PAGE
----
Zhen Shan Ren Exhibition Linked with Spirituality and the Holocaust

By Damian Robin
Damian Robin
Damian Robin
February 28, 2013 Updated: October 1, 2015

The Art of Zhen Shan Ren International Exhibition has toured the world since 2004. It came for a month-long stay at the Kingston Museum in the tree-lined south of London, UK, at the end of January.

The Deputy Mayor of the Royal Borough of Kingston Upon Thames, Cllr Barry O’Mahony, opened the exhibition.

He comes from the Republic of Ireland where the national religion is Roman Catholicism, the world’s largest Christian Church.

Kingston Museum Exhibition of The Art of Zhen Shan Ren on January 31, 2013.
Deputy Mayor of the Royal Borough of Kingston Upon Thames, Cllr Barry O'Mahony, (L) opening the Kingston Museum Exhibition of The Art of Zhen Shan Ren on January 31, 2013. (Simon Gross/Epoch Times)

Looking at Yuan Li’s painting “A Tragedy in China”, he made allusion to its spirituality, saying it was like a Christian painting.

The artists of The Art of Zhen Shan Ren describe their work as neo-renaissance as it has associations with the techniques of the predominantly spiritual expression of European Renaissance painting and sculpture in the 15th an 16th centuries.

A large part of the work from that time manifested imagery taken from the New Testament of the Bible where four different books tell the life of Jesus, the Messiah (Christos) of Christianity. Christos in its Hebrew form means the anointed one and it was also used for a savior in the Old Testament.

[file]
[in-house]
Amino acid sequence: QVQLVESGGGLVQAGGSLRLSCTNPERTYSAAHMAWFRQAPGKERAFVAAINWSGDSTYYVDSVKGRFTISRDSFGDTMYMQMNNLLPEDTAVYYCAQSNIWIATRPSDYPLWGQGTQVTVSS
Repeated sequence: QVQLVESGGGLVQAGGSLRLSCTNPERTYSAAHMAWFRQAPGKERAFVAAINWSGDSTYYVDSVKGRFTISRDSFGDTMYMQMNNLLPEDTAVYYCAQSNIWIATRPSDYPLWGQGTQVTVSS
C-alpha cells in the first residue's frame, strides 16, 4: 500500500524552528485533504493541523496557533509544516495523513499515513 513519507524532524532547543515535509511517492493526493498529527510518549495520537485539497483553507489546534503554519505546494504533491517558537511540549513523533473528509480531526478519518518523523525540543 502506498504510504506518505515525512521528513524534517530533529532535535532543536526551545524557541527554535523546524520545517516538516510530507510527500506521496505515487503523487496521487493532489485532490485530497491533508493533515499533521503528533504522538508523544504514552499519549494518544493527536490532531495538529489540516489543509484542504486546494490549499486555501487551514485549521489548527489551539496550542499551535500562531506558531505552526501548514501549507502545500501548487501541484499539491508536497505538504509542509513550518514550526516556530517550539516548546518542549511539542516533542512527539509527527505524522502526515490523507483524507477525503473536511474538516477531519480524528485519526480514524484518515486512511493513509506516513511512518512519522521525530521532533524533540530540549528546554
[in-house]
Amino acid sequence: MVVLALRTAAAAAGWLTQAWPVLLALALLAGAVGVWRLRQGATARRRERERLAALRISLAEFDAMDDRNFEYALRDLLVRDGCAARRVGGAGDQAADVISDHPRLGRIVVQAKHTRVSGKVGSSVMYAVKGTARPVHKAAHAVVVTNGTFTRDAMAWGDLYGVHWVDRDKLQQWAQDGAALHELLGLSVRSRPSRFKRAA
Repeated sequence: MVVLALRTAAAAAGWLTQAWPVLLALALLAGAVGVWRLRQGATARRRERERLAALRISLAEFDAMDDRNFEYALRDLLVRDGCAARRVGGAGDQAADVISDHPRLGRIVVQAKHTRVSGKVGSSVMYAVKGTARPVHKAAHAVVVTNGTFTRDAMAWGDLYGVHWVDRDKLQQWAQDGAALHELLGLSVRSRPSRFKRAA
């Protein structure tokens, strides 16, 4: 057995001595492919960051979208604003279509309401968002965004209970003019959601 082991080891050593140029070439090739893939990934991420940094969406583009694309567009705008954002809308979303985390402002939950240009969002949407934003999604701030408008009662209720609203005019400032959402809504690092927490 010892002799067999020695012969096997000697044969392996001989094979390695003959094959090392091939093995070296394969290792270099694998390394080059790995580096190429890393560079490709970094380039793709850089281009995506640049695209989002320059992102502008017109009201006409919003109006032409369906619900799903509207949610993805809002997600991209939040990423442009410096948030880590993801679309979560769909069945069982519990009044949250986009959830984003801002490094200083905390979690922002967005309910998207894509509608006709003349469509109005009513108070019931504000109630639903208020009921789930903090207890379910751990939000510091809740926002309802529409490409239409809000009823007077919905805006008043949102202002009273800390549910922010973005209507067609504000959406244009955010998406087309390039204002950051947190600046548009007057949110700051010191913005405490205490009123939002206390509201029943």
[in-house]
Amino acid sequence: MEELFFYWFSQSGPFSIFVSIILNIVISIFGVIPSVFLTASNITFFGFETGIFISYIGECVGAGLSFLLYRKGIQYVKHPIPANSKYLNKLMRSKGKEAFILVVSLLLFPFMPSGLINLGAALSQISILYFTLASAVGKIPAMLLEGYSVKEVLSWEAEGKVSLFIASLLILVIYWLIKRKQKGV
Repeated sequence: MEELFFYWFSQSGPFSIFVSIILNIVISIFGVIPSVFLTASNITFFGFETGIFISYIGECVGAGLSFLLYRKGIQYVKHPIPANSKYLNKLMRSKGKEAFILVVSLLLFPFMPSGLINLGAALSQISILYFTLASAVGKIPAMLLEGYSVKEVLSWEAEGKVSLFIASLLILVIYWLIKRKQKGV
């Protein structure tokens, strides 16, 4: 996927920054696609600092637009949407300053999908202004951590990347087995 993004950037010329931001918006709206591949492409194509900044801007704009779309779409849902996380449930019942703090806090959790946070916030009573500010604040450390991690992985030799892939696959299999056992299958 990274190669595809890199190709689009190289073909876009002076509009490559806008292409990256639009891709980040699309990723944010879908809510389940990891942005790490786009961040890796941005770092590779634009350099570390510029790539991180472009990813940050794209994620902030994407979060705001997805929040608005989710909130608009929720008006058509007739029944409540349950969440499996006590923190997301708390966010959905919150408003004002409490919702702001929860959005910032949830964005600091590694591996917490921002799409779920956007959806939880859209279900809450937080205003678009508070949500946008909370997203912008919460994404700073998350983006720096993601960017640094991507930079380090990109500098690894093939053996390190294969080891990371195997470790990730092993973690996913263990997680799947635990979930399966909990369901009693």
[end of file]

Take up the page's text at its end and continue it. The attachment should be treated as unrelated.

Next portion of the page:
A great deal of Renaissance art was also devoted to Greek and Roman myths and gods. It told of interactions between these celestial beings and humans. In fact it was from the rediscovery of artworks from ancient Greece and Rome that the European Renaissance of the 15th and 16th centuries got its name. It was a rebirth of the realist art of Greece and Rome before and after Jesus.

Besides its imagery, the Renaissance showed an upsurge of representational art, realism, and clarity of composition, colour, and execution.

Cllr O’Mahony saw this as well. “Apart from anything it is beautifully done,” he said, “the face, the pose with the crossed arms. The beauty and the defiance, I suppose.” 

The defiance or determination has been noted in other paintings in the Exhibition. It is a resilience, forebearance or tolerance of the immense persecution of Falun Gong in China today.

Falun Gong is spiritual way of life adopted by followers of Li Hongzhi. He adapted the ancient practice for modern living and began to teach it in public in China from 1992.

The Chinese Communist Party regime (CCP) had given it prizes such as Star Qigong School in the Asian Health Expo in Beijing and its health enhancing properties were extolled by CCP officials. By 1999 the CCP estimated that 70 million people were practicing Falun Gong in China.

Yet because Falun Gong’s followers would not forgo their belief in Truth, Compassion, and Forebearance (the Zhen, Shan, Ren of the Exhibition’s title) Jiang Zemin, the leader of the CCP at the time, gave a secret decree that Falun Gong should be wiped out: “Ruin their reputations, cut them off financially, and destroy them physically,” “those beaten to death are to be considered suicides,” “[once they are dead] there is no need to verify their identity, directly cremate their bodies.”

Cllr O’Mahony made allusion to persecution of Falun Gong being similar to the Holocaust of the Jews in the Second World War. “My own background is from Western Ireland as a Catholic. I had very little background to the Holocaust either,” he said. “In my role I had to learn about that also.”

It had been Holcaust Memorial Day a few days before he opened the Art of Zhen Shan Ren Exhibition.

“The comparison is valid,” he said, “in a sense of a group of people wanting to make sure that people like me learn about it and carry the story on to another generation.”

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Damian Robin